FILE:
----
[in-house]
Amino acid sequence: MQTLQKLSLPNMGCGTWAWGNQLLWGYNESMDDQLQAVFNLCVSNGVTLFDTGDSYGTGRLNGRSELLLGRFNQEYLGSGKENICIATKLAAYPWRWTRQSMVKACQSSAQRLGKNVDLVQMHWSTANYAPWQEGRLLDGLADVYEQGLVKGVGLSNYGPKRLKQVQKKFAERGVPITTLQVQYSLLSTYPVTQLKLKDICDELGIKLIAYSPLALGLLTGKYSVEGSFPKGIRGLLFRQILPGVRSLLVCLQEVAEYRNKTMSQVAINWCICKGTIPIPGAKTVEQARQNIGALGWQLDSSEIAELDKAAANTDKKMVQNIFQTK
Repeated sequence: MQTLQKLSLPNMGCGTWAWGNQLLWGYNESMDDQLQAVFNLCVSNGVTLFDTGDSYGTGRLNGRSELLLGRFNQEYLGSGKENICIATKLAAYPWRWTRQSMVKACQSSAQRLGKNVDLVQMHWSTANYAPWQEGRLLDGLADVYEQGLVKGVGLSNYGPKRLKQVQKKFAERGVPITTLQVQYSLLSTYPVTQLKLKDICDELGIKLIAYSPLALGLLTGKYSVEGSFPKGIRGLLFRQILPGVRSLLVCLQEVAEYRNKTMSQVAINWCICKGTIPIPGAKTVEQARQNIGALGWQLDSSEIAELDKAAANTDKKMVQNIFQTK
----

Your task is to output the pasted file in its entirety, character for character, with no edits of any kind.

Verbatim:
[in-house]
Amino acid sequence: MQTLQKLSLPNMGCGTWAWGNQLLWGYNESMDDQLQAVFNLCVSNGVTLFDTGDSYGTGRLNGRSELLLGRFNQEYLGSGKENICIATKLAAYPWRWTRQSMVKACQSSAQRLGKNVDLVQMHWSTANYAPWQEGRLLDGLADVYEQGLVKGVGLSNYGPKRLKQVQKKFAERGVPITTLQVQYSLLSTYPVTQLKLKDICDELGIKLIAYSPLALGLLTGKYSVEGSFPKGIRGLLFRQILPGVRSLLVCLQEVAEYRNKTMSQVAINWCICKGTIPIPGAKTVEQARQNIGALGWQLDSSEIAELDKAAANTDKKMVQNIFQTK
Repeated sequence: MQTLQKLSLPNMGCGTWAWGNQLLWGYNESMDDQLQAVFNLCVSNGVTLFDTGDSYGTGRLNGRSELLLGRFNQEYLGSGKENICIATKLAAYPWRWTRQSMVKACQSSAQRLGKNVDLVQMHWSTANYAPWQEGRLLDGLADVYEQGLVKGVGLSNYGPKRLKQVQKKFAERGVPITTLQVQYSLLSTYPVTQLKLKDICDELGIKLIAYSPLALGLLTGKYSVEGSFPKGIRGLLFRQILPGVRSLLVCLQEVAEYRNKTMSQVAINWCICKGTIPIPGAKTVEQARQNIGALGWQLDSSEIAELDKAAANTDKKMVQNIFQTK